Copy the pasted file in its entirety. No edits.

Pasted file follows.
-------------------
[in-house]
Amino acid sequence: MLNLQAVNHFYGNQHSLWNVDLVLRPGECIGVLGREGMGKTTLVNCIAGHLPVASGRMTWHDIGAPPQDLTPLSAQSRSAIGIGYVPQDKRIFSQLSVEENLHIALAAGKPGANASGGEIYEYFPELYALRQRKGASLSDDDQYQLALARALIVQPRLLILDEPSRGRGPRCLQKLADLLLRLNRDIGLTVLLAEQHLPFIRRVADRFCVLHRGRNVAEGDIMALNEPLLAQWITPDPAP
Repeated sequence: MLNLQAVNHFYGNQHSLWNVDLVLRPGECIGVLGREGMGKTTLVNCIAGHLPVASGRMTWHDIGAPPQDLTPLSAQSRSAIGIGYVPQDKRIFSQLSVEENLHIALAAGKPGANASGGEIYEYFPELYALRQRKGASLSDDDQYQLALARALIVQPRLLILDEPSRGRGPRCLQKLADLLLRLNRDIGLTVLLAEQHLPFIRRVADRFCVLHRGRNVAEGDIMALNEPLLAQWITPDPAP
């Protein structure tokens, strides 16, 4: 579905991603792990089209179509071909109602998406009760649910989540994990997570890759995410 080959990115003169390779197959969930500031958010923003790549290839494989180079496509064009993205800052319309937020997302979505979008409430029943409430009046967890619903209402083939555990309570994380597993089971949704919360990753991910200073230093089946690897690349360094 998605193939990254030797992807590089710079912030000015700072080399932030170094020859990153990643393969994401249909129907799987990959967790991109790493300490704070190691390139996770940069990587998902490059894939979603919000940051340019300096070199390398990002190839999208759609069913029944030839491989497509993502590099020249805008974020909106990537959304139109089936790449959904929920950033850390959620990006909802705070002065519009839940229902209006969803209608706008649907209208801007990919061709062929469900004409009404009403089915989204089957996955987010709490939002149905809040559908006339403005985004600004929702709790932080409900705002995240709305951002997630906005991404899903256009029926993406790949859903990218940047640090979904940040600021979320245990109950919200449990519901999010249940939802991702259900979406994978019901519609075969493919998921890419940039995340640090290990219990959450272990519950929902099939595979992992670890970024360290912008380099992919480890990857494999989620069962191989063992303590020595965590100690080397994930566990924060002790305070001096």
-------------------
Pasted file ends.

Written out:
[in-house]
Amino acid sequence: MLNLQAVNHFYGNQHSLWNVDLVLRPGECIGVLGREGMGKTTLVNCIAGHLPVASGRMTWHDIGAPPQDLTPLSAQSRSAIGIGYVPQDKRIFSQLSVEENLHIALAAGKPGANASGGEIYEYFPELYALRQRKGASLSDDDQYQLALARALIVQPRLLILDEPSRGRGPRCLQKLADLLLRLNRDIGLTVLLAEQHLPFIRRVADRFCVLHRGRNVAEGDIMALNEPLLAQWITPDPAP
Repeated sequence: MLNLQAVNHFYGNQHSLWNVDLVLRPGECIGVLGREGMGKTTLVNCIAGHLPVASGRMTWHDIGAPPQDLTPLSAQSRSAIGIGYVPQDKRIFSQLSVEENLHIALAAGKPGANASGGEIYEYFPELYALRQRKGASLSDDDQYQLALARALIVQPRLLILDEPSRGRGPRCLQKLADLLLRLNRDIGLTVLLAEQHLPFIRRVADRFCVLHRGRNVAEGDIMALNEPLLAQWITPDPAP
């Protein structure tokens, strides 16, 4: 579905991603792990089209179509071909109602998406009760649910989540994990997570890759995410 080959990115003169390779197959969930500031958010923003790549290839494989180079496509064009993205800052319309937020997302979505979008409430029943409430009046967890619903209402083939555990309570994380597993089971949704919360990753991910200073230093089946690897690349360094 998605193939990254030797992807590089710079912030000015700072080399932030170094020859990153990643393969994401249909129907799987990959967790991109790493300490704070190691390139996770940069990587998902490059894939979603919000940051340019300096070199390398990002190839999208759609069913029944030839491989497509993502590099020249805008974020909106990537959304139109089936790449959904929920950033850390959620990006909802705070002065519009839940229902209006969803209608706008649907209208801007990919061709062929469900004409009404009403089915989204089957996955987010709490939002149905809040559908006339403005985004600004929702709790932080409900705002995240709305951002997630906005991404899903256009029926993406790949859903990218940047640090979904940040600021979320245990109950919200449990519901999010249940939802991702259900979406994978019901519609075969493919998921890419940039995340640090290990219990959450272990519950929902099939595979992992670890970024360290912008380099992919480890990857494999989620069962191989063992303590020595965590100690080397994930566990924060002790305070001096």